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Abstract

For quickly responding aquifers, the widely used step pressure (SP) formula for evaluating the water influx superposition integral is inaccurate as it is normally employed. Using the SP formula in the material-balance-with-water-influx equation causes it in turn to give inaccurate results. A totally general, linear pressure (LP) formula is introduced that more precisely evaluates the water influx superposition integral and leads to the following advantages when used in the material balance equation:

  1. the, original gas or oil in place (OGIP/OOIP) and aquifer parameters can be determined earlier in a reservoir's life,

  2. reservoir pressure can be predicted more accurately done the OGIP/OOIP and aquifer parameters are known, and

  3. OGIP/OOIP and equivalent aquifer parameters can be determined for reservoirs with a variety of drive mechanisms including shale water influx and rock compressibility - without knowing what the actual drive mechanism is.

It is also pointed out that a computationally efficient linear pressure recursion (LPR) formula developed by Leung for reservoir simulators has the accuracy as the LP formula derived in this paper.

Introduction

To find the most efficient and profitable production strategy for a partial water drive reservoir, two steps are required. First, it is necessary to determine the original-gas-place (OGIP) or original-oil-in-place (OOIP) and to accurately characterize water influx. Then. using this information as input to some form of a pressure prediction model, different production strategies must be evaluated to find the best One. In the second step, it is also necessary to accurately calculate water influx. The most general water influx calculation for mathematically linear aquifers* uses the superposition integral.

Van Everdingen and Hurst presented a formula that is commonly used to evaluate the superposition integral. In the work below, this formula will be called the step pressure (SP) formula because it is an exact evaluation of the superposition interval when the aquifer inner boundary pressure is a step function in each time interval. It is often believed that the SP expression is the moat accurate one available. It will be shown. however, that for instantaneously responding (i.e.. pot) aquifers or aquifers that respond moderately fast to pressure changes, this formula can substantially underpredict water influx unless a large number of time steps is urged. The largest errors in the water influx calculation occur whenever the aquifer inner boundary pressure is changing rapidly with time. The largest percent errors usually occur at early times.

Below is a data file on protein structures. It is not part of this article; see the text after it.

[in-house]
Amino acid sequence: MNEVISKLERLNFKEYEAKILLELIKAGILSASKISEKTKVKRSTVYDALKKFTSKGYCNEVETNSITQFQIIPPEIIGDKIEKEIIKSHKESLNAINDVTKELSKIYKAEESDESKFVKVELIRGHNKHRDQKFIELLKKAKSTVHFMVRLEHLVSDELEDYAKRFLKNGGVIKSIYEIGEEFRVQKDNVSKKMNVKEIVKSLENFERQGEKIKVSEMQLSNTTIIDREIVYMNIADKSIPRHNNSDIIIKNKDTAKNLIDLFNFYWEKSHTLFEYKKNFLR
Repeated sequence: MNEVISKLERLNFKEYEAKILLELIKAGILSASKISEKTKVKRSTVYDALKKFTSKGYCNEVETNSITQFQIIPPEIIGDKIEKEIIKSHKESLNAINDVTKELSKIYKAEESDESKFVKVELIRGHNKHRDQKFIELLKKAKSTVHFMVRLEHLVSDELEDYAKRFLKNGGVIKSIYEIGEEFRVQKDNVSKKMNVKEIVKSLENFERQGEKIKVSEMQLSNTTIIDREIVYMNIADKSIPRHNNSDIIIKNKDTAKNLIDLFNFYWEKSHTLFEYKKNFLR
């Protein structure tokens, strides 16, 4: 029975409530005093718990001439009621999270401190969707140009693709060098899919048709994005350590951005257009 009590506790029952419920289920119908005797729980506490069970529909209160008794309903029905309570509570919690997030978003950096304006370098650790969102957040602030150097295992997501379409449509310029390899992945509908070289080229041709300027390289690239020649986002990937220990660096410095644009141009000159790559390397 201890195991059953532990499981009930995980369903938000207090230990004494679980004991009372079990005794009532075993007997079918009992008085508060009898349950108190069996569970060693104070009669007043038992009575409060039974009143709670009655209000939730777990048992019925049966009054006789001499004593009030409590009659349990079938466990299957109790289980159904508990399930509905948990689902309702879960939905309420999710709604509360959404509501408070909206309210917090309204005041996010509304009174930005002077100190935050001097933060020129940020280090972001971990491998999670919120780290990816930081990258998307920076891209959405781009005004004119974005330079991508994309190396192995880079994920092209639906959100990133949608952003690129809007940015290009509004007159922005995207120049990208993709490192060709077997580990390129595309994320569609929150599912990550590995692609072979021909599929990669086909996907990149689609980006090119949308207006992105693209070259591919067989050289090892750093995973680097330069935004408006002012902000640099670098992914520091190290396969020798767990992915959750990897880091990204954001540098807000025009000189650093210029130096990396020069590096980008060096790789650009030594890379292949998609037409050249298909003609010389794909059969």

A formula that is more accurate than the SP expression for pot or moderately fast aquifers is developed in this paper. It is called the linear pressure (LP) formula and is an exact evaluation of the superposition integral when the aquifer inner boundary pressure versus time curve is a series of straight line segments connecting the data points. The large errors in the water influx calculation occur when the aquifer inner boundary pressure versus time curve deviates the most from the straight line segments connecting the data Points. The largest serpent errors usually occur at early times. The LP expression can be used for any aquifer to which the superposition integral applies. Its computational efficiency and ease of application are about the same as the SP formula.

*Examples of mathematically nonlinear aquifers are those whose permeability or rock compressibility is a function of pressure.

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